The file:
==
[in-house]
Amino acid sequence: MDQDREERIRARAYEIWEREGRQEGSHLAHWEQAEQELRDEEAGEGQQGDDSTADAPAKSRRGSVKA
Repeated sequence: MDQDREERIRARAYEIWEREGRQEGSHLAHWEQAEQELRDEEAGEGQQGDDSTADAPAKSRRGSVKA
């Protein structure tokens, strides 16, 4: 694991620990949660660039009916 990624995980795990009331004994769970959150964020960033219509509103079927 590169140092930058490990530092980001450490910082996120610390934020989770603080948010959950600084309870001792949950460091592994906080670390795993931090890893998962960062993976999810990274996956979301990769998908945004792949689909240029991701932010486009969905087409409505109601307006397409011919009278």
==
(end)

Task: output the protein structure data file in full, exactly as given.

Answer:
[in-house]
Amino acid sequence: MDQDREERIRARAYEIWEREGRQEGSHLAHWEQAEQELRDEEAGEGQQGDDSTADAPAKSRRGSVKA
Repeated sequence: MDQDREERIRARAYEIWEREGRQEGSHLAHWEQAEQELRDEEAGEGQQGDDSTADAPAKSRRGSVKA
């Protein structure tokens, strides 16, 4: 694991620990949660660039009916 990624995980795990009331004994769970959150964020960033219509509103079927 590169140092930058490990530092980001450490910082996120610390934020989770603080948010959950600084309870001792949950460091592994906080670390795993931090890893998962960062993976999810990274996956979301990769998908945004792949689909240029991701932010486009969905087409409505109601307006397409011919009278």